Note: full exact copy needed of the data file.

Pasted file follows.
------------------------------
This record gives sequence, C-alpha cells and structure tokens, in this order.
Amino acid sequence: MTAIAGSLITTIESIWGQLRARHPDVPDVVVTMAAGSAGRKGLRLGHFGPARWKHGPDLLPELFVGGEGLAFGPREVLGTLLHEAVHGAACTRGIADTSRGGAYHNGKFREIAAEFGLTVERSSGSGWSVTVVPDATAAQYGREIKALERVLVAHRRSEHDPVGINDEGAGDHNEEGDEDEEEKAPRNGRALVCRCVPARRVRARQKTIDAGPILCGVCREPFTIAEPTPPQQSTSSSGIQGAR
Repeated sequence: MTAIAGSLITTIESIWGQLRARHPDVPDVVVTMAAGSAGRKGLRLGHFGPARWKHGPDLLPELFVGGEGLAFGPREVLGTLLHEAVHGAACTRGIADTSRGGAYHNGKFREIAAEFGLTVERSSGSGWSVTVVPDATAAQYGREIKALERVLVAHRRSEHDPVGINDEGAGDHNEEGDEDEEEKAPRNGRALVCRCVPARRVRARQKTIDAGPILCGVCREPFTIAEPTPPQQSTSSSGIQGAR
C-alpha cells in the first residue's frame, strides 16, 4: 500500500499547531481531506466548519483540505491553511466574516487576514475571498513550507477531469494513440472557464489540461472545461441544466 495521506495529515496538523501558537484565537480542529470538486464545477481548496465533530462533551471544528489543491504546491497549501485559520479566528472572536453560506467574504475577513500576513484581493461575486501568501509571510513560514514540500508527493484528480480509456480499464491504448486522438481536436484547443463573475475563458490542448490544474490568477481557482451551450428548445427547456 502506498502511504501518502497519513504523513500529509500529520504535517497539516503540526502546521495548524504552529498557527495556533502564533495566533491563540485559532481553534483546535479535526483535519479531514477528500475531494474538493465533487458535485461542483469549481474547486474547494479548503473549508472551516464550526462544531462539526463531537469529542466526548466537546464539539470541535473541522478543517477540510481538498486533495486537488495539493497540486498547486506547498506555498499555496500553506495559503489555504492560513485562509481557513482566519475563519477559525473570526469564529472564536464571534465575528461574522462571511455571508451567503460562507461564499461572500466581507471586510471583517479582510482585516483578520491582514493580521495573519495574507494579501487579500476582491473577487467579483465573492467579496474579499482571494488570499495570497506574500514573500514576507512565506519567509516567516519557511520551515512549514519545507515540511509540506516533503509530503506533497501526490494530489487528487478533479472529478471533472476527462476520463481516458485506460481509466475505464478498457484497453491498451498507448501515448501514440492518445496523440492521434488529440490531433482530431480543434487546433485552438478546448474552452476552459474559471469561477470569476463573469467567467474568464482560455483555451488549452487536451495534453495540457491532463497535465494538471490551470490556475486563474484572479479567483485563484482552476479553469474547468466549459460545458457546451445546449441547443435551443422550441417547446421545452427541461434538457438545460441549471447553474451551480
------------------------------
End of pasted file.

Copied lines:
This record gives sequence, C-alpha cells and structure tokens, in this order.
Amino acid sequence: MTAIAGSLITTIESIWGQLRARHPDVPDVVVTMAAGSAGRKGLRLGHFGPARWKHGPDLLPELFVGGEGLAFGPREVLGTLLHEAVHGAACTRGIADTSRGGAYHNGKFREIAAEFGLTVERSSGSGWSVTVVPDATAAQYGREIKALERVLVAHRRSEHDPVGINDEGAGDHNEEGDEDEEEKAPRNGRALVCRCVPARRVRARQKTIDAGPILCGVCREPFTIAEPTPPQQSTSSSGIQGAR
Repeated sequence: MTAIAGSLITTIESIWGQLRARHPDVPDVVVTMAAGSAGRKGLRLGHFGPARWKHGPDLLPELFVGGEGLAFGPREVLGTLLHEAVHGAACTRGIADTSRGGAYHNGKFREIAAEFGLTVERSSGSGWSVTVVPDATAAQYGREIKALERVLVAHRRSEHDPVGINDEGAGDHNEEGDEDEEEKAPRNGRALVCRCVPARRVRARQKTIDAGPILCGVCREPFTIAEPTPPQQSTSSSGIQGAR
C-alpha cells in the first residue's frame, strides 16, 4: 500500500499547531481531506466548519483540505491553511466574516487576514475571498513550507477531469494513440472557464489540461472545461441544466 495521506495529515496538523501558537484565537480542529470538486464545477481548496465533530462533551471544528489543491504546491497549501485559520479566528472572536453560506467574504475577513500576513484581493461575486501568501509571510513560514514540500508527493484528480480509456480499464491504448486522438481536436484547443463573475475563458490542448490544474490568477481557482451551450428548445427547456 502506498502511504501518502497519513504523513500529509500529520504535517497539516503540526502546521495548524504552529498557527495556533502564533495566533491563540485559532481553534483546535479535526483535519479531514477528500475531494474538493465533487458535485461542483469549481474547486474547494479548503473549508472551516464550526462544531462539526463531537469529542466526548466537546464539539470541535473541522478543517477540510481538498486533495486537488495539493497540486498547486506547498506555498499555496500553506495559503489555504492560513485562509481557513482566519475563519477559525473570526469564529472564536464571534465575528461574522462571511455571508451567503460562507461564499461572500466581507471586510471583517479582510482585516483578520491582514493580521495573519495574507494579501487579500476582491473577487467579483465573492467579496474579499482571494488570499495570497506574500514573500514576507512565506519567509516567516519557511520551515512549514519545507515540511509540506516533503509530503506533497501526490494530489487528487478533479472529478471533472476527462476520463481516458485506460481509466475505464478498457484497453491498451498507448501515448501514440492518445496523440492521434488529440490531433482530431480543434487546433485552438478546448474552452476552459474559471469561477470569476463573469467567467474568464482560455483555451488549452487536451495534453495540457491532463497535465494538471490551470490556475486563474484572479479567483485563484482552476479553469474547468466549459460545458457546451445546449441547443435551443422550441417547446421545452427541461434538457438545460441549471447553474451551480